Trinitários e Tobagões portugueses
|Regions with significant populations
|Trinidad and Tobago
|Trinidadian and Tobagonian English · Portuguese
(Roman Catholicism · Presbyterianism)
|Related ethnic groups
|White Trinidadian and Tobagonian · Portuguese Guyanese · Portuguese Surinamese · Portuguese diaspora
Portuguese Trinidadians and Tobagonians are the descendants of emigrants from Portugal to Trinidad and Tobago. Between 1834 and 1975 about 2,000 Portuguese, especially from Madeira, immigrated to Trinidad and Tobago.
Trinidad and Tobago saw four major waves of migration from Portugal.
Portuguese came to both Tobago and Trinidad as early as the 17th century: some landed in Trinidad in the 1630s. The groups that arrived in Tobago in the 1660s included Portuguese Jews. In fact, some of the Portuguese surnames found in Trinidad and Tobago are generally associated with the marrano community.
The emigration continued in the 19th century; in fact some Portuguese landed in Trinidad in 1811 while others (mainly Azoreans) arrived in 1834. They were the first Portuguese-Caribbean labourers.
The historical background to the second wave, which began in 1846, was an earlier influx of Azorean and Madeiran workers in 1834 following the British abolition of slavery the previous year, along with Scottish Presbyterian evangelism in Madeira in the early 1840s. Seeking to resolve labour shortages in Trinidad, the British government signed a treaty with Portugal covering contract labour migration from Madeira to Trinidad, following which a group of 219 Madeiran contract workers arrived in May 1846, and then 773 more in the remainder of the year. Further migration, beginning in the 1870s, was spurred by a phylloxera infestation in Madeira.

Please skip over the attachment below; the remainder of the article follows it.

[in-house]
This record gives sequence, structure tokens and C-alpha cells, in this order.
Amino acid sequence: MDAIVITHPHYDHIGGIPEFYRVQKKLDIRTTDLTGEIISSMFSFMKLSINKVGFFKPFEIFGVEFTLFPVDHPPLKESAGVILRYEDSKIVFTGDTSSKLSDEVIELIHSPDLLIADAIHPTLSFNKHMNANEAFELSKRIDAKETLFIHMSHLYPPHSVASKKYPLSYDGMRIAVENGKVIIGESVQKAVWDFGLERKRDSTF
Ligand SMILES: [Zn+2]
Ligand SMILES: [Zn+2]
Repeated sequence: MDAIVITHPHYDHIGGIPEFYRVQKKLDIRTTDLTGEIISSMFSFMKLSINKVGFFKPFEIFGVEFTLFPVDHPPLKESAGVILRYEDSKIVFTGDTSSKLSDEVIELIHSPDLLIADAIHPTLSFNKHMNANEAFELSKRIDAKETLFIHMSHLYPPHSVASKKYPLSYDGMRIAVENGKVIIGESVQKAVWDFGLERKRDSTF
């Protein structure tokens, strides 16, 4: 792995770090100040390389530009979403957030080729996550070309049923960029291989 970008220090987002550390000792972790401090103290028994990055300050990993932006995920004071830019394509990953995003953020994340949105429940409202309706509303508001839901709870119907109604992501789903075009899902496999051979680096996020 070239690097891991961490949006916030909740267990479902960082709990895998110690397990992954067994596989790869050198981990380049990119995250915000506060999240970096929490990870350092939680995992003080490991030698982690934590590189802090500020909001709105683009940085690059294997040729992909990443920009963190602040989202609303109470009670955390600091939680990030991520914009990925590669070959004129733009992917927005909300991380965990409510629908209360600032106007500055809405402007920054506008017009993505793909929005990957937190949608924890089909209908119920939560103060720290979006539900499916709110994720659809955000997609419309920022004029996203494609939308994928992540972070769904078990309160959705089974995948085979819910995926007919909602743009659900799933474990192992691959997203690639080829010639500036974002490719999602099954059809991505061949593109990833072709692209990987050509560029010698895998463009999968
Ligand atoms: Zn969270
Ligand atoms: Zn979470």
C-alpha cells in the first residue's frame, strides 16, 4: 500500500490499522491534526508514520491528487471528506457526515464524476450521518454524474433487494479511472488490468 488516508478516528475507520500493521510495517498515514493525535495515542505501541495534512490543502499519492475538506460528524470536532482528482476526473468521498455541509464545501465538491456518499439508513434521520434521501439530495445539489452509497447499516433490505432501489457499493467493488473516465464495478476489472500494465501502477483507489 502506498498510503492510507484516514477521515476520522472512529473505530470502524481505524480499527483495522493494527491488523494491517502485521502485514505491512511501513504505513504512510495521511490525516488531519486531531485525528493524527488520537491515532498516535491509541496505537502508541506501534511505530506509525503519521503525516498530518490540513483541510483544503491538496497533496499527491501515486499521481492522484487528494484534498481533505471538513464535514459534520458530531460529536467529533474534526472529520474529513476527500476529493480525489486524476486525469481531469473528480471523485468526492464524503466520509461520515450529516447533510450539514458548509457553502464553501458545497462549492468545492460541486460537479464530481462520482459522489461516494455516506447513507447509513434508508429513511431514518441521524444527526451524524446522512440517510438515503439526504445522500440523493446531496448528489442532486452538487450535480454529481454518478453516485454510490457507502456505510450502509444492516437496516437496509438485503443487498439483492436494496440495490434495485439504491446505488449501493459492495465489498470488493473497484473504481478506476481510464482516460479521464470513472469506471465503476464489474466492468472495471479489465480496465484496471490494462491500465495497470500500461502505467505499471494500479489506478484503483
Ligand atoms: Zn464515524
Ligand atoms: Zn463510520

As a result, the Madeiran community of Trinidad grew to roughly two thousand by the end of the nineteenth century. The migrants comprised both Catholics and Protestants, though many of the Protestants later moved to the United States or Brazil. In 1916 was elected the first public officer of Portuguese descent. In the 1930s and again after World War II, there were two further influxes of Portuguese migrants. Migrants and their descendants formed two major ethnic associations, the Portuguese Association (Associação Portuguesa Primeiro de Dezembro) and the Portuguese Club.
Portuguese migrants in those years occupied an intermediate social position: physically, they resembled the largely-upper-class migrants from other European countries, but in terms of socioeconomic status, they were closer to African descendants and Indian migrants. As Miguel Vale de Almeida described it, "[n]either whites nor Blacks considered the Portuguese to be sociologically white" (see Bridget Brereton 1979:34). After 1960, exact statistics on the Portuguese community became unavailable because the census ceased to distinguish Portuguese as a separate group; they were thenceforth counted in the categories "Europeans", "Mixed", or "Others", until 2011 when they were included again in the national census.
Nowadays, the Portuguese language is increasingly learned by 3rd or 4th generation Portuguese descendants, mainly due to economic ties with Brazil, as well as a renewed interest in discovering their origins.